Monday, April 03, 2006 - Start-Up Rapport to Set Plans To Try to Enhance Chip Design

"A Silicon Valley start-up today is set to discuss plans to pack more than 1,000 simple electronic processors on a chip, an extreme example of a major shift in semiconductor design.
Rapport Inc., a closely held company in Redwood City, Calif., is already marketing a chip that has 256 processors with low-power consumption, targeting applications that include managing video on cellphones. A 1,024-processor successor is expected in mid-2007. Rapport's chips also use a processor based on an International Business Machines Corp. design known as Power.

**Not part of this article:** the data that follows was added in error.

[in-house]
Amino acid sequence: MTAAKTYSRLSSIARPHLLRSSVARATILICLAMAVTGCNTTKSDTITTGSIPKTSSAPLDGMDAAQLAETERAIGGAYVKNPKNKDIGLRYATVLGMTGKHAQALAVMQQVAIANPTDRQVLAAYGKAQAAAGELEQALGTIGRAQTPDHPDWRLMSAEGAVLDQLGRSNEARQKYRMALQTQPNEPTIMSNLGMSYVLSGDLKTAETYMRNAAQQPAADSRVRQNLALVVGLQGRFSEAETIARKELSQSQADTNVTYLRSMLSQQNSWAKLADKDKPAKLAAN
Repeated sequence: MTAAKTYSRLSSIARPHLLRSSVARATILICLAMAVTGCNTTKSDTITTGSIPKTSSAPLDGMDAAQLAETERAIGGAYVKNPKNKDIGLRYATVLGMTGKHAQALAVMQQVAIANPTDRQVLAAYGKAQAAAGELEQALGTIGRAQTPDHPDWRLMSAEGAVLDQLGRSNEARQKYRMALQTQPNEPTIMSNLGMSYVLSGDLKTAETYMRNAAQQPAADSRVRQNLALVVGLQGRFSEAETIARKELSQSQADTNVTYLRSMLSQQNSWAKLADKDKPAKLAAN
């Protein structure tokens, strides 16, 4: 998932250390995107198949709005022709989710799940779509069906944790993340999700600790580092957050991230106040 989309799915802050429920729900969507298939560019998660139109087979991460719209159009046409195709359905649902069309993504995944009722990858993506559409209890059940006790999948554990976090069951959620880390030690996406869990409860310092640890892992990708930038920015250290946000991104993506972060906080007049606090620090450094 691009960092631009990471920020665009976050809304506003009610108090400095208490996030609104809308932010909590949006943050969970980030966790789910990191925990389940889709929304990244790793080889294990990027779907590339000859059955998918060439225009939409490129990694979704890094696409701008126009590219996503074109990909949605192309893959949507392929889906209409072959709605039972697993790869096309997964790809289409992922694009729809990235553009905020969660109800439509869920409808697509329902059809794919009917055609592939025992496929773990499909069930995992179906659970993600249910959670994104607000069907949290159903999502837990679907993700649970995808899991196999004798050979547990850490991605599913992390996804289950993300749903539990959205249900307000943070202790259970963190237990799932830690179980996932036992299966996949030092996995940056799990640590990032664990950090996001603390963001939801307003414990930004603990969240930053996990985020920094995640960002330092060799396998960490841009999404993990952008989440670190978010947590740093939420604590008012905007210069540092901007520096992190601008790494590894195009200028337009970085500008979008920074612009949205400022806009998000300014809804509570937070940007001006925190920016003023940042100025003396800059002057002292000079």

The announcement comes as companies such as Intel Corp. and Advanced Micro Devices have begun putting two calculating engines on their chips, boosting the performance of microprocessors used in personal computers. But some companies are producing much more complicated designs, targeting jobs that can be broken into small pieces and executed in parallel by multiple processors.
Cell, a chip jointly designed by IBM, Sony Corp. and Toshiba Corp. that will be used in Sony's next PlayStation console, features eight processors. 3Plus1 Technologies Inc., of Saratoga, Calif., is developing chips for cellphones with two to eight processors. PicoChip Designs Ltd., Bath, England, has focused mainly on cellular base stations with chips that have more than 300 processors."

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